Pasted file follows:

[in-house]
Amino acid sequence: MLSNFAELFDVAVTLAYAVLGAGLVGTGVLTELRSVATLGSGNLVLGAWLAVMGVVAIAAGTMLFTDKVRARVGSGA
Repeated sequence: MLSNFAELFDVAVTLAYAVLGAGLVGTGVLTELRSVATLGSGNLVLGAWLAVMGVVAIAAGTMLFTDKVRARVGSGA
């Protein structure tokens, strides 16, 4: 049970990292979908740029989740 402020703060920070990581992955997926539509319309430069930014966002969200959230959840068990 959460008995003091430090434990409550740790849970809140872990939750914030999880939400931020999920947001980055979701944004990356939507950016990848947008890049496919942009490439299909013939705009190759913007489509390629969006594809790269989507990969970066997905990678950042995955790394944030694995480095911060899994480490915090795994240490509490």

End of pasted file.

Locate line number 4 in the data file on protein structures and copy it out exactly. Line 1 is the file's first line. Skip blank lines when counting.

């Protein structure tokens, strides 16, 4: 049970990292979908740029989740 402020703060920070990581992955997926539509319309430069930014966002969200959230959840068990 959460008995003091430090434990409550740790849970809140872990939750914030999880939400931020999920947001980055979701944004990356939507950016990848947008890049496919942009490439299909013939705009190759913007489509390629969006594809790269989507990969970066997905990678950042995955790394944030694995480095911060899994480490915090795994240490509490």